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SOUTH JORDAN — Randy Treglown spent his days convincing angst-ridden teenagers that physical fitness could enrich their lives.
His effectiveness wasn't just in astute teaching tactics or thoughtful lesson plans; it was in the way he lived his own life. He could persuade young people that exercise was a gift that would bless their lives in many ways because it had enriched his.
It is both comforting and agonizing to those who loved and admired him that the 51-year-old teacher was killed while jogging to school the morning of Nov. 28, just as he did every morning. It is to honor his life, to help his family in the wake of his death, and to raise awareness about runner safety that his friends, colleagues and former students have organized the Treglown Memorial 5K this Saturday at 9 a.m. at the South Jordan school where he taught.
"The accident really affected a lot of us," said Corbin Midgely, who once was a student of Treglown's and now works at Elk Ridge Middle School. "We miss seeing him around the halls. He was always smiling. He never had anything bad to say."
Treglown's career choice was about as far from glamorous as one gets — a middle-school P.E. teacher. In his spare time, he coached the school's basketball team.
And it may seem he spent his time teaching skills that one could easily live without. But Treglown understood that sports can help young people learn more than how to dribble or rebound a basketball. He knew that when students ran farther than they thought they could, they were shattering more than physical barriers.
He dedicated himself to that purpose with the kind of commitment that defined his life and will transcend his death.
His lessons weren't just about why daily exercise is good for the body. They were teaching future leaders how discipline, hard work and a positive attitude could help them navigate even life's most difficult terrain.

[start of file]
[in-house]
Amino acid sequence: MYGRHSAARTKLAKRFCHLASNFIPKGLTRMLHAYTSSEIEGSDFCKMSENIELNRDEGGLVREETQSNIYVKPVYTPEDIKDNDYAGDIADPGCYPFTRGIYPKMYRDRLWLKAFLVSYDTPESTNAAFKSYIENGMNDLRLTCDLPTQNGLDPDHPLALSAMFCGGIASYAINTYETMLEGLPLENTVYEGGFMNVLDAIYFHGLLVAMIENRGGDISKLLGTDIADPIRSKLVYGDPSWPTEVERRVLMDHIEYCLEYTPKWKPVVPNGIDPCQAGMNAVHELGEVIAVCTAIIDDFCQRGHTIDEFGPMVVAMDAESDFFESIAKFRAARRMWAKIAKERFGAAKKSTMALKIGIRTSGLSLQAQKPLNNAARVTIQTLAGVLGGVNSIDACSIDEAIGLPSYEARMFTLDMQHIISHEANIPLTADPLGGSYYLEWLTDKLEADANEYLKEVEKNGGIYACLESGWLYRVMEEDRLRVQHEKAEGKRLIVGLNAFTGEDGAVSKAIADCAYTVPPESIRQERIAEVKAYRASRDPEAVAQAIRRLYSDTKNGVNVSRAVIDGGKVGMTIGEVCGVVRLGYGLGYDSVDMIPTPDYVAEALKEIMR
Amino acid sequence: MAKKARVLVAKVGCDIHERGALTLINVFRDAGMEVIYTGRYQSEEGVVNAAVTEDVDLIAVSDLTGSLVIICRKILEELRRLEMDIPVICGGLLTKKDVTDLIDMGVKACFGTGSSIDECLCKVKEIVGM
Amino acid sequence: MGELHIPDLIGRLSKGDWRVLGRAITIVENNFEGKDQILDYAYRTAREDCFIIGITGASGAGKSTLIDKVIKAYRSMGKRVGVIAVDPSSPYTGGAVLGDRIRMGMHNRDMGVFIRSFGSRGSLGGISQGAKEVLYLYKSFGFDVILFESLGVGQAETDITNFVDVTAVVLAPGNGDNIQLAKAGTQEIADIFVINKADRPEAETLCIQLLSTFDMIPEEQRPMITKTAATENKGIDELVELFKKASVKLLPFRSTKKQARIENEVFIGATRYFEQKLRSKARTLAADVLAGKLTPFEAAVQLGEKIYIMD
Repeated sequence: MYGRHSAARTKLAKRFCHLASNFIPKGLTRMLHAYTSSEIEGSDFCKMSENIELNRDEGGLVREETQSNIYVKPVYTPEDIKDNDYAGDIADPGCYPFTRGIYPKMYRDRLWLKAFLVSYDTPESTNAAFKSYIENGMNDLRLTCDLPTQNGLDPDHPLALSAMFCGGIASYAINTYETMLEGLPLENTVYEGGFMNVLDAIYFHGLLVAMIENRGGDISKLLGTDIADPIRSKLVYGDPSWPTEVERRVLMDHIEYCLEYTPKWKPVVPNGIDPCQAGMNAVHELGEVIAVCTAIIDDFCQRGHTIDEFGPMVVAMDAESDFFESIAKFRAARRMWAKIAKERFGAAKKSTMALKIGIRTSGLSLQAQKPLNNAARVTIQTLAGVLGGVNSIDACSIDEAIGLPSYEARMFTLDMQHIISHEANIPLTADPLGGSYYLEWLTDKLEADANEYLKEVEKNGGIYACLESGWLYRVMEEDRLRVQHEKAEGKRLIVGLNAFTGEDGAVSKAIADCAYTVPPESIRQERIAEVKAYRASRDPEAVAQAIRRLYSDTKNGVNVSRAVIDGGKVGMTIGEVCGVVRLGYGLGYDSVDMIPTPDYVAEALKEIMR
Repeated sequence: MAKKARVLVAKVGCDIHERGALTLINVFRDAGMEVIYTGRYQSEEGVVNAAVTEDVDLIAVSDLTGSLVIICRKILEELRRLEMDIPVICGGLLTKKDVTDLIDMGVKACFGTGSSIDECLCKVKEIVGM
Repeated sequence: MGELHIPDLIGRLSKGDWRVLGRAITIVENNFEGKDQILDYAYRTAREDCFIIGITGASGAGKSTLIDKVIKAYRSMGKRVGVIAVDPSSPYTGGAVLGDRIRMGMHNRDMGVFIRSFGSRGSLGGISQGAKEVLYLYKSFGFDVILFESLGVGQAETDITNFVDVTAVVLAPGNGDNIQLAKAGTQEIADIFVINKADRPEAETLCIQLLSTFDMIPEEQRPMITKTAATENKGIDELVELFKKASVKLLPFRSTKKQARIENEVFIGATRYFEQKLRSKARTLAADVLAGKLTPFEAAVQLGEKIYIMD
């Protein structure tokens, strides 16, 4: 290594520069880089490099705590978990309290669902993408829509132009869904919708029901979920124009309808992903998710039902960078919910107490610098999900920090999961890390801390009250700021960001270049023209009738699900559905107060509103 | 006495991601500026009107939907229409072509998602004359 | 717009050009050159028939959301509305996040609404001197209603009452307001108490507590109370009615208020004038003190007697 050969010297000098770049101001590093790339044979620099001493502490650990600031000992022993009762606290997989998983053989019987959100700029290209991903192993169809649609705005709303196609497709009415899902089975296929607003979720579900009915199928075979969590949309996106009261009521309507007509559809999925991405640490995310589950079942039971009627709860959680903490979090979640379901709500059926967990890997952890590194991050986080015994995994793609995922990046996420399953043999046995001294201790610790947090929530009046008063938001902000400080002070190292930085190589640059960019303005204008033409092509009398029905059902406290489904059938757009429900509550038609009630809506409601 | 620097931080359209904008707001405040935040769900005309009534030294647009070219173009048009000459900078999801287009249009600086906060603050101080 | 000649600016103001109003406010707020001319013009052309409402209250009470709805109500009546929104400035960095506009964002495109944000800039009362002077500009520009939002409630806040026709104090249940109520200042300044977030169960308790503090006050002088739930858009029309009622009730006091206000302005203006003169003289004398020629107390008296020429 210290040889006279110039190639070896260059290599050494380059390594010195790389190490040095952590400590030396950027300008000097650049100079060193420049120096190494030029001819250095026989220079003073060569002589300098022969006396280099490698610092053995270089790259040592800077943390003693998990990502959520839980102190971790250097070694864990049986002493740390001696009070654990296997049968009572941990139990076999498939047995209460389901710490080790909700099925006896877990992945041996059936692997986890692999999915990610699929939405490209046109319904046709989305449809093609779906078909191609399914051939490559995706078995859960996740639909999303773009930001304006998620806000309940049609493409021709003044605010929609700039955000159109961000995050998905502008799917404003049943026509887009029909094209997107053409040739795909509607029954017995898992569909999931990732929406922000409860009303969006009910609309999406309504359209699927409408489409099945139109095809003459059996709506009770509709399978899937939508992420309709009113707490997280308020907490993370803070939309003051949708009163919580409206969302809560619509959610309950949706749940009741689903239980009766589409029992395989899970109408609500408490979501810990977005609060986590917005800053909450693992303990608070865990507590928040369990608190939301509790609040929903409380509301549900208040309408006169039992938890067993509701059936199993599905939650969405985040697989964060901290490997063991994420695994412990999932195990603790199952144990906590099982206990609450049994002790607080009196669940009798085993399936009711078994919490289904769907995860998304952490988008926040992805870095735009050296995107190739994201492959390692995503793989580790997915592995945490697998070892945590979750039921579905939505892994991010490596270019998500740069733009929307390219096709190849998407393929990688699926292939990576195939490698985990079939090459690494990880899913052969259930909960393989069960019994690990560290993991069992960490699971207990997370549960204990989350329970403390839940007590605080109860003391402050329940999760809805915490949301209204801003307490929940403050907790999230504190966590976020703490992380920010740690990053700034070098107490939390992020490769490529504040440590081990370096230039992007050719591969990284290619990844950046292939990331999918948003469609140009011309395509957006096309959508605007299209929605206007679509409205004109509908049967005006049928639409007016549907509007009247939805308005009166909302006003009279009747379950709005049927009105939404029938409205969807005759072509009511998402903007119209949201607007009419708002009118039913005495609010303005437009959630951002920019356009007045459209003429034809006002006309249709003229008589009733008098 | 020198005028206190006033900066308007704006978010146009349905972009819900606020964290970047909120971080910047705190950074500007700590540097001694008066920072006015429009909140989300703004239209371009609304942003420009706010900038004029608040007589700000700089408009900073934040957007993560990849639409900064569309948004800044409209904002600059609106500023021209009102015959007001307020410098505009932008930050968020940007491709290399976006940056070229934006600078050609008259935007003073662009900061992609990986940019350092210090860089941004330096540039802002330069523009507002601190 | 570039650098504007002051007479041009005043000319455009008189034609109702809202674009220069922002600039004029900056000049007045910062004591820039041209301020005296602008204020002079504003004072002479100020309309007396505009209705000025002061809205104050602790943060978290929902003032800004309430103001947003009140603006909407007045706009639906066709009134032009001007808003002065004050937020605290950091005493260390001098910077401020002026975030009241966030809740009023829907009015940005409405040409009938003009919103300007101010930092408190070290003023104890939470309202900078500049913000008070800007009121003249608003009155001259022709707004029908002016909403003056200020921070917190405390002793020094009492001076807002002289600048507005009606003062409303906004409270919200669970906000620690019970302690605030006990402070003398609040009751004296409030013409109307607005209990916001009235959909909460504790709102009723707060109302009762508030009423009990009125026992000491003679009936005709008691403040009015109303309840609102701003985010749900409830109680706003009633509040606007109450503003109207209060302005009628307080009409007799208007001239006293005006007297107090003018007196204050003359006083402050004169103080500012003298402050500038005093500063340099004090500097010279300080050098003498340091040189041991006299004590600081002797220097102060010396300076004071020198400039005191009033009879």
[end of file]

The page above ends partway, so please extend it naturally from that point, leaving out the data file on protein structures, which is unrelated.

One of Treglown's former students posted a letter the coach had written him at the end of a season.
"Stay happy, work hard, and you will be successful at whatever you choose to do," Treglown wrote to Brady Haider. Not a single mention of how his fantastic basketball skills would make him famous, rich or entitled; just a simple axiom from a man who knew the value physical fitness could add to life's journey.
"To this day, I remember him saying, 'Always end on a make,' so I always make a shot before I end playing basketball," said Jarom Jordan on a Facebook page memorializing the coach. "I am a better person because of Mr. Treglown."
There might not be many more difficult tasks than persuading preteens to enjoy a challenge. So many of people's teenage years are spent trying to get comfortable that the idea of creating difficult moments on purpose isn't just unappealing, it's terrifying. But that is what the coach encouraged students to do, every day. He didn't accept excuses; he just helped his students find a way to do their best, whatever that was.
"The ONE was always important to him," said Matthew K. Jarvis on the Facebook page.
Stay happy, work hard, and you will be successful at whatever you choose to do.
–Randy Treglown, teacher
Treglown's commitment to physical fitness, to taking care of others and to celebrating life by living it as completely as possible are the reasons those who love him will remember him by running for him.
Incorporating an activity he encouraged others to do into a memorial is the perfect tribute, as well as a teaching moment, organizers said. The first 1,000 runners to sign up get a reflective vest, something police said might have saved Treglown as he jogged to school in dark-colored clothing before sunrise on that wintry Wednesday morning.
The proceeds from the 5K will go to help Treglown's family, and the event is being organized for free with the help of the South Jordan Marathon and TriUtah. Registration can be completed online at treglown5k.regtix.com. Those who want to volunteer can go online as well.
The race begins at 9 a.m. and will end with a lap around the school he loved and the track where he encouraged students to endure something difficult in order to learn more about themselves.
In addition to thousands of grateful students, Treglown is survived by his wife, Kimberly, and three sons, Ryan, Aaron and Jordan.
Because he lived what he taught, the coach's lessons live on in the lives of his students, who point out over and over in tributes that he didn't just watch them struggle: he put on his running shoes and struggled with them.
"Coach Treglown was my teacher, coach, mentor and, most of all, my good friend," wrote David Jackson on the Facebook page. "He taught me basketball skills and life skills. He was a great man of our community. He is missed by thousands. My thoughts and prayers go out to his wife and boys. He always pushed me to be a better young man, and I looked up to him. Thank you, coach, for the life you lived and the example you set. You will not be forgotten."
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